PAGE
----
The Giants' 2010 media crew (CSN Bay Area, KNBR, Marty Lurie, Mychael Urban, Amy Gutierrez, FP Santangelo, and even Ashkon) will be back in 2011. The mass media is pervasive, it's everywhere, and can rapidly spread information or break stories.

They not only reported for the Giants very well, but they also looked out for the Giants when they felt something was not right. An excellent example was when Jon Miller and F.P. Santangelo broke out the story about the unregulated Coors Field humidor. Their investigations and opinions prompted Major League Baseball to investigate the issue, and they even sent someone from the MLB to regulate the humidified baseballs during a crucial series between the Giants and the Rockies. 

If something is amiss during the 2011 season, the Giants' media crew will surely be there to investigate.


Final part coming next.

San Francisco Giants: 10 Reasons They Might Just Win Another World Series (Part 2)

Reason #4: The Decent Defense, Led by Buster Posey

On paper, the Giants look less than spectacular on defense in 2011. In fact, one might say the Giants are full of defensive liabilities with Pat Burrell in left field and Aubrey Huff at first.

Although the Giants lack the range of a good defensive team, the Giants catch the balls they can get to and make all the routine plays. In 2010, they made only 73 errors, the fourth lowest in Major League Baseball. For a pitching staff who led all of baseball in strikeouts in 2010, the defensive liabilities will become less exposed anyway.

The only three clearly above-average defensive players on the Giants are Freddy Sanchez, Andres Torres, and Buster Posey. Torres' speed and excellent range is a big plus at AT&T Park, especially with the big right-center field. Sanchez also picks it at second-base, as he showed throughout the 2010 playoffs.

Somebody who has really separated himself defensively is Buster Posey. With his cannon arm, and his impressive ability to handle a World Series-winning pitching staff, he will surely win his fair share of gold gloves.

It is no secret that Pablo Sandoval struggled defensively in 2010. However, if he continues to lose weight this offseason and gets his act together, he might be less of a liability at third base in 2011. The extra weight not only affected his range, but it had a clear effect on his throwing, compared to 2009.

If the Giants can catch the ball like they did in 2010, 2011 might bring forth another championship in San Francisco.

Reason #5: The Team Chemistry

Some say team chemistry is overrated, but the Giants will probably tell you otherwise.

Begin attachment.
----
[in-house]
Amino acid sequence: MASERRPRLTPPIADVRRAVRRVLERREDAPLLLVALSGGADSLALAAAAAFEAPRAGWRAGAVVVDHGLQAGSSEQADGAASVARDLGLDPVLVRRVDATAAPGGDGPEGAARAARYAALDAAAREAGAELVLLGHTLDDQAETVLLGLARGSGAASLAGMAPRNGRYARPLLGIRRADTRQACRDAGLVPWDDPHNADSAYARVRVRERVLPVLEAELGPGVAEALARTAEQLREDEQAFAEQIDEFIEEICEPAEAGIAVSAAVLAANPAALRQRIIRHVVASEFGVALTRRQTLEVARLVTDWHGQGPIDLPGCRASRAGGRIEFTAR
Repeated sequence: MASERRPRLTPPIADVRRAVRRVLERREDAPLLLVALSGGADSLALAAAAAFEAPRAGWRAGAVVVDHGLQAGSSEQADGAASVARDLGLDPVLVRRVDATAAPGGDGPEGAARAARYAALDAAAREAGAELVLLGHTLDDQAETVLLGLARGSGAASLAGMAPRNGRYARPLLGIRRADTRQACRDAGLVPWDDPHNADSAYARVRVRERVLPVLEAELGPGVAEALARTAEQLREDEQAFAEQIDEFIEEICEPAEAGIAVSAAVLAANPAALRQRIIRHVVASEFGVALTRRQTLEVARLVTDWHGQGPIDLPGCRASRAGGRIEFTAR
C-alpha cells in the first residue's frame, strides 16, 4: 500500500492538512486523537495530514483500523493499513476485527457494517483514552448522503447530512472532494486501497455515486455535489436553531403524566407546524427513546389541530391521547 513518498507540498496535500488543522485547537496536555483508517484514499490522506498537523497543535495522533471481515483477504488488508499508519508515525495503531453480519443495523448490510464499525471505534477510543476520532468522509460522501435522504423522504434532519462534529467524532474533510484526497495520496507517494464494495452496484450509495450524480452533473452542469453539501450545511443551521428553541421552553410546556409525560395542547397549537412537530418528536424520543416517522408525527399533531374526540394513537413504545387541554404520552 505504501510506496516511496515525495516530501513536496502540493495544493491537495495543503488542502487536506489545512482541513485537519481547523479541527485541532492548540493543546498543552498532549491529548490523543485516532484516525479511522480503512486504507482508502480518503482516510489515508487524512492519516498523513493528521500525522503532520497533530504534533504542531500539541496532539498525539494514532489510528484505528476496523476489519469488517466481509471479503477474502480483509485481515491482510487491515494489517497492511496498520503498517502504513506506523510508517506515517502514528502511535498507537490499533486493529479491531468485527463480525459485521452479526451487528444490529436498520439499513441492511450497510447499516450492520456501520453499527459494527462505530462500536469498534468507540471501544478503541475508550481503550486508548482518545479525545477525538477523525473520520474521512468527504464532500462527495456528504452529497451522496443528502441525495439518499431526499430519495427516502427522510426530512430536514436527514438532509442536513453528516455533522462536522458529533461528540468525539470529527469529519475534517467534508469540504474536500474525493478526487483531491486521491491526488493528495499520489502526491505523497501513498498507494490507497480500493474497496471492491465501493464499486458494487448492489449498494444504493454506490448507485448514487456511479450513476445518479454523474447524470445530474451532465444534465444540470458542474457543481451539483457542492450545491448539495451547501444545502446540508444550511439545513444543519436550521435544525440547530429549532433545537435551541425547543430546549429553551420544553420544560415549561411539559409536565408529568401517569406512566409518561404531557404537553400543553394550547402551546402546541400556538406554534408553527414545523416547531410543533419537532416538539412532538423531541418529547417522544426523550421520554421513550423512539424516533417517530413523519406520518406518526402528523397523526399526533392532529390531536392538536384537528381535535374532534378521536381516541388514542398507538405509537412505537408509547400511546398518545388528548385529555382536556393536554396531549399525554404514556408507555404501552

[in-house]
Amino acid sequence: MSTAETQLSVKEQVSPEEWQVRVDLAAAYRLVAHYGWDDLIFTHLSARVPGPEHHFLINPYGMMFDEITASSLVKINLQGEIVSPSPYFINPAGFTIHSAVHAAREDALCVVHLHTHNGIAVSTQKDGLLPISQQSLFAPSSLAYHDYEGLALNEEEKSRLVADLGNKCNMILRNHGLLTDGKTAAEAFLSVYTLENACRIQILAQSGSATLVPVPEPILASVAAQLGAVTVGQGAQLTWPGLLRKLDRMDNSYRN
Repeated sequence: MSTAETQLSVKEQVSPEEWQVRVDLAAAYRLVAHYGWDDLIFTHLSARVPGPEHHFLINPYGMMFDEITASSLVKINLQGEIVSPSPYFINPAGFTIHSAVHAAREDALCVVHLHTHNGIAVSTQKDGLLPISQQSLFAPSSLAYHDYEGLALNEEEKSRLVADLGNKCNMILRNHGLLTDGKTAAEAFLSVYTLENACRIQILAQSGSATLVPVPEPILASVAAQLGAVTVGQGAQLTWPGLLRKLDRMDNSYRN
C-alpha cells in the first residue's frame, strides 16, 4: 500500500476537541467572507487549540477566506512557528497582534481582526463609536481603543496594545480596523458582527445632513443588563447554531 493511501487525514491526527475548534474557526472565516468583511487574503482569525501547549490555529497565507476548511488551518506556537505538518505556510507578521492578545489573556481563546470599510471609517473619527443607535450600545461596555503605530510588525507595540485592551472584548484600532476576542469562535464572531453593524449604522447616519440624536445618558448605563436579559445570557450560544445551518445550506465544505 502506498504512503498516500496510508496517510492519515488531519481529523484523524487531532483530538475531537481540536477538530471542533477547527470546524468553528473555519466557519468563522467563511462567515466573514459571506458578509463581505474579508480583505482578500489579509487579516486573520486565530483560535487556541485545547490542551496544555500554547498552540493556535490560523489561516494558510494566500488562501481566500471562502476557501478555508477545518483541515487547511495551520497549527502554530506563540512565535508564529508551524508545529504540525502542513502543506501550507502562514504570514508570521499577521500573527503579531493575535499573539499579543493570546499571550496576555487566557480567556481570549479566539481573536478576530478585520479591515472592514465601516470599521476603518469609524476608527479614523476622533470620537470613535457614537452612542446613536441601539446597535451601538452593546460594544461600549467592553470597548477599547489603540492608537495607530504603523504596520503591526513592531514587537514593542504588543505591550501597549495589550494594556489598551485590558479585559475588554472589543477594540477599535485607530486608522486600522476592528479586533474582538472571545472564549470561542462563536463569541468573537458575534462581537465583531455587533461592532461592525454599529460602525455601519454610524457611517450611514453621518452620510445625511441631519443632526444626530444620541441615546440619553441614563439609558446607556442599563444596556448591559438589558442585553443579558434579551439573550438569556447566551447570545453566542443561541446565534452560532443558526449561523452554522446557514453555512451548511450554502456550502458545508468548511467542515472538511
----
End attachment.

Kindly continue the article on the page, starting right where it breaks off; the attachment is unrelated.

Even after tough losses, the Giants would come back the next night in high spirits, leaving behind whatever woes that happened the previous night. In baseball, this is extremely important. A player must have a short memory because he might just be out there the next night in a key a situation.

What helped the Giants keep their chin up from day to day?

Staying positive is much easier in a clubhouse where everybody is getting along. Like in any sport, a team that sticks together will prevail in the end. As cliche as it sounds, the togetherness of the Giants allowed them to bounce back after tough losses all season long. They had just the right juju to get them through 162 games.

With Juan Uribe gone to the rival Dodgers, a prominent clubhouse figure, the Giants replaced him with the best possible alternative, Miguel Tejada. The Tejada signing showed that the Giants know the importance of clubhouse chemistry. Not only is Tejada a veteran leader, he also can have a prominent influence on the Latin players on the Giants, particularly Pablo Sandoval, who he said he was going to keep in contact with throughout the offseason.

With the 2010 championship team mostly kept in tact, expect a similar clubhouse vibe to last year.

Reason #6: Fan Support

It has been a tough road for Giants fans, waiting since 1958 for their Giants to win a championship in San Francisco, but it finally happened, largely because of their support.

In years past, it seemed like Giants fans just about gave up. Even when the rival Los Angeles Dodgers came to AT&T Park, the stadium would be seemingly half-full of Dodger blue, but 2010 did away with all that.

From the first pitch to the last out, Giants fans were always on their feet. They did not cheer after strike three happened, but they cheered before strike three happened. During the play-offs and the final three regular-season games of 2010, they waved their rally towels, blanketed the ballpark in orange, and roared in anticipation for their hometown Giants.

They made songs that encouraged the Giants and their loyal fans to "Don't Stop Believin," even when things looked bleak. They were even celebrities like Rob Schneider, Robin Williams, and Steve Perry.

Because of the fine efforts of Giants fans from all across the country, they gave a helping hand in this 2010 championship season and are expected to do the same in 2011 and beyond.


The last 4 are coming next!

Wednesday, December 29, 2010

San Francisco Giants: 10 Reasons They Might Just Win Another World Series (Part 1)

Nearly two months ago, the San Francisco Giants took care of some unfinished business, their first world championship in San Francisco.

Now, with spring training just two months away, the Giants have little time to prepare for next season's campaign. They brought back most of their 2010 championship team, including their pitching staff, and added Miguel Tejada to replace Juan Uribe, but is it enough?

The rest of the National League has appeared to become stronger, especially with the Phillies' "Fantastic Four" starting pitching staff, but the Giants still have the tools to take home the Major League Baseball championship crown again in 2011.

Here are 10 reasons why the Giants just might bring home another World Series title to the city by the bay.